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Clinical decision support (CDS) software has been discussed for years as a way to help clinicians follow best practice guidelines and to help eliminate unnecessary tests or procedures. However, implementing these systems has been slow, partly due to their cost and complexity, and partly due to pushback from physicians. But a new chapter is about to open for CDS as healthcare reform will soon require implementation of these systems.
Healthcare reform’s Stage 3 Meaningful Use requirements for health IT systems originally required CDS documentation to be in place for full reimbursements starting in January 2017. However, this has been delayed until at least the summer of 2017 or January 2018. IT vendors said it would take at least a year or more to create and implement this software after the federal government sets standards for its development.
Another factor in the delay has been the recent healthcare industry change to ICD-10 coding implementation, which went into effect Oct. 1, 2015. This was a major IT undertaking for most healthcare providers, so adding CDS implementation was put on the backburner by the majority of providers, said Steve Herman, M.D., founder and CEO of CDS vendor MedCurrent. He suspects CDS priority will change as the CMS deadline for its implementation draws nearer.
Herman said most hospitals are currently looking into and budgeting for CDS systems. He added many customers are looking at planning for a phased adoption, realizing they may get pushback from clinicians.
Most healthcare providers question the need for CDS or its expense under the current fee-for-service payment model, Herman said. However, as healthcare reforms convert to a fee-for-value or bundled payments system, CDS will become much more attractive for cost-cutting, quality improvement and to meet CMS reimbursement guidelines.
The federal government is interested in CDS as a way to cut healthcare costs and eliminate the number of unnecessary or inappropriate imaging exams, especially for more costly imaging modalities like computed tomography (CT). From a radiology standpoint, CDS can be used to help guide what exams are most appropriate for different types of presentations. This is especially true for physicians making orders for presentations or disease states they do not have much experience with, or for newer doctors who are not familiar with all the various guidelines. CDS can also help radiologists reading the exams to know what should be recommended in reports as next steps, or what to do with incidental findings.
Watch the VIDEO "Clinical Decision Support Requirements for Cardiac Imaging," a discussion with Rami Doukky, M.D., system chair, Division of Cardiology, professor of medicine, Cook County Health and Hospitals System, Chicago, discusses the new CMS requirements for clinical decision support (CDS) appropriate use criteria (AUC) documentation in cardiac imaging starting on Jan. 1, 2018. He spoke at the 2017 American Society of Nuclear Cardiology (ASNC) Today meeting.
Integrating CDS Software
All healthcare IT vendors are now creating their own CDS software, or partnering with a third-party vendor that specializes in CDS. MedCurrent is one of those third-party vendors offering a package of CDS linked with analytics, order entry and an electronic rules set based on the American College of Radiology (ACR). It is also adding rule sets from the American College of Cardiology (ACC) to aid CDS software with imaging orders.
Herman said the analytics portion of the software can help identify areas where a hospital or healthcare system needs to create or update its rules for order entry or additional CDS support.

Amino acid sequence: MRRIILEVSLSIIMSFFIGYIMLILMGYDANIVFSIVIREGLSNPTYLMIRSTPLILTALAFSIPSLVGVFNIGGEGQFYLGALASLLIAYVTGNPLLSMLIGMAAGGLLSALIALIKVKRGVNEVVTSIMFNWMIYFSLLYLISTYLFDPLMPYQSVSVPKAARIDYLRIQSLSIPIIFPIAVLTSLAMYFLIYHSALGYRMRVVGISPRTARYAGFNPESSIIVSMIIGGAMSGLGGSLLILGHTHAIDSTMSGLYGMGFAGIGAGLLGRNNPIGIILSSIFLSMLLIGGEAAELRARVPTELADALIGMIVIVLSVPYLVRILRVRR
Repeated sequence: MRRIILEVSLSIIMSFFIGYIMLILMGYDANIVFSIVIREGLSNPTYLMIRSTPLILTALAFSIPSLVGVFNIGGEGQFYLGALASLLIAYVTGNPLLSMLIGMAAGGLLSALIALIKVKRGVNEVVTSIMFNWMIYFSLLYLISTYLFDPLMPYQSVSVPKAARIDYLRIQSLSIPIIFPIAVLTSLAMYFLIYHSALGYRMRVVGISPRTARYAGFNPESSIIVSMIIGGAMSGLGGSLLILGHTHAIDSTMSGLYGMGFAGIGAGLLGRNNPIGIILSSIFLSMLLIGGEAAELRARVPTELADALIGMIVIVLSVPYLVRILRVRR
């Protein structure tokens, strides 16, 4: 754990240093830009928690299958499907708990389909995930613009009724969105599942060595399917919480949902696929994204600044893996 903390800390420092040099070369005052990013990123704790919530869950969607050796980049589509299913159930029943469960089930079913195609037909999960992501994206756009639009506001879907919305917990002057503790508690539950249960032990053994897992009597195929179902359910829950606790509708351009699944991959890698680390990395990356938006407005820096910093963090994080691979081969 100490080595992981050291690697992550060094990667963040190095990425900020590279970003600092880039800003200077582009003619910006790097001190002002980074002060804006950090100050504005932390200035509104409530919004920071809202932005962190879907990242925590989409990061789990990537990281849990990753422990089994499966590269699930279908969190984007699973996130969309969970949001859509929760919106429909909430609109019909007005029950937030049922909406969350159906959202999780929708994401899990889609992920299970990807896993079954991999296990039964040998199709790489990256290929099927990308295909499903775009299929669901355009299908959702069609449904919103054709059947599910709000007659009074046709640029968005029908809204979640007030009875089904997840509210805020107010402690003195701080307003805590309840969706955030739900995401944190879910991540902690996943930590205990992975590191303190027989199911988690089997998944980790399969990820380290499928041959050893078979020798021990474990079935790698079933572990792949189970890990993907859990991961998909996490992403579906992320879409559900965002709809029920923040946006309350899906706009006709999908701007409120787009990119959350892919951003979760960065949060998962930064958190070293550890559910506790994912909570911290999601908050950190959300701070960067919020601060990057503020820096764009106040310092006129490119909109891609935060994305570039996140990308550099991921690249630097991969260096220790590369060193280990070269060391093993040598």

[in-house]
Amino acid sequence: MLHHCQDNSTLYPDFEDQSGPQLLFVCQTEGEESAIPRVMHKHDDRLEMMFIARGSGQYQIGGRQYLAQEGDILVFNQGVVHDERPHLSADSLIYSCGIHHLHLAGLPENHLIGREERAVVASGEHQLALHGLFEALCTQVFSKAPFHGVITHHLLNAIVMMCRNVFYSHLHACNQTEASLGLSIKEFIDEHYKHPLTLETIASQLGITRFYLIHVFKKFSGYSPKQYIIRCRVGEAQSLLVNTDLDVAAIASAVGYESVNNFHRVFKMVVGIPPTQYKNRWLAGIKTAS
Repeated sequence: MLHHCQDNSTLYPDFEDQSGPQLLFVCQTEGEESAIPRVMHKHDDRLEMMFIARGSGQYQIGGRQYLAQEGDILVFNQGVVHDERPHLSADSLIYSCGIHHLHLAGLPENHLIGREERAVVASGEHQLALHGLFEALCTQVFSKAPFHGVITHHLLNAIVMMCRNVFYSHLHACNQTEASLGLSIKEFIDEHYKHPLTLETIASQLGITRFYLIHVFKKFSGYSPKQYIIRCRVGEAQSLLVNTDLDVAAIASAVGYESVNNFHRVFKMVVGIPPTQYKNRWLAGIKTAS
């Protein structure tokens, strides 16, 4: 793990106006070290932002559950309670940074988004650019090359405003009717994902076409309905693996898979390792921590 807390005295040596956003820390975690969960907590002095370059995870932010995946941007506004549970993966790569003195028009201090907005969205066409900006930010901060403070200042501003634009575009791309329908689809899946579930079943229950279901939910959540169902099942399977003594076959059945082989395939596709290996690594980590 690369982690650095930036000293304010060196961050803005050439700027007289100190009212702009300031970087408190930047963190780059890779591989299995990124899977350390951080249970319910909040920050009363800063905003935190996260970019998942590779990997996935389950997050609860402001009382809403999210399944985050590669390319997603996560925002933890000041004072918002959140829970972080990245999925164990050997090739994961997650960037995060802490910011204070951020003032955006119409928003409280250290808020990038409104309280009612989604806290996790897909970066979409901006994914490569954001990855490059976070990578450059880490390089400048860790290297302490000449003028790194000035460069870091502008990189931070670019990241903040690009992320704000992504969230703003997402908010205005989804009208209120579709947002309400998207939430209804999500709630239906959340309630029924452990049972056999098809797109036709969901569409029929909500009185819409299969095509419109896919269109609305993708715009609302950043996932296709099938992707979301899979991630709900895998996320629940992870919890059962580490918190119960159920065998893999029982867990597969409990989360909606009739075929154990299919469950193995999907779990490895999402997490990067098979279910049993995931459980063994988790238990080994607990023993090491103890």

The MedCurrent software automatically streamlines some of the order entry options based on information from the patient’s electronic medical records (EMR) data. If a patient is over 18, the system automatically excludes all pediatric exam options. If choosing a CT head exam, the system will only present options on the dropdown menus for possible reasons to perform that exam, which are linked to specific ICD-10 codes. For CT contrast scans ordered, the system also will pull up the patient’s most recent labs to show creatine levels to see if the patient has renal insufficiency.
The system prompts users with a few questions to narrow down specifically what is needed from an exam and to pull the appropriate guidelines. In the example of a head CT scan, the system will ask what the patient presentation is. If “headache” is entered, it will offer a dropdown menu of different types of patient presentations to select, and then offer suggestions for different types of exams and the appropriateness criteria and radiation dose expected for each. MedCurrent maps out all the steps taken and attaches it to any orders to document the CDS process. This documentation will play an important role in the coming years as CMS begins requiring it for full reimbursement.
Role of Artificial Intelligence
One of the most exciting information technologies has been IBM’s Watson artificial intelligence platform, which is being tailored for several industries, including medicine. Watson uses cognitive learning (also called machine learning) so it can teach itself about a subject and gain experience, similar to how the human mind can be trained in medicine to make decisions or educated guesses based on years of schooling and on-the-job training. However, unlike a human mind, it can ingest data from thousands of sources in a short amount of time, such as reviewing vast numbers of articles, published protocols and guidelines on specific disease states to make accurate clinical suggestions. It also can be trained to look at thousands of radiology images to learn about different disease states and how they present on various imaging modalities. This might be used in the future to help offer CDS on diagnoses, beyond the level of support offered with current generations of computer-aided detection systems. This would also go beyond the limits of CDS that only offered a search engine for relevant articles and guidelines that someone still has to read through.
Today, Watson can now look at a patient’s EMR to instantaneously review labs, family history, radiology images and reports to offer a machine diagnosis or offer CDS using that patient’ s specific information. These claims still need to reviewed and validated by the U.S. Food and Drug Administration (FDA), and IBM is already in the process of seeking FDA clearance. If approved, the technology will be groundbreaking.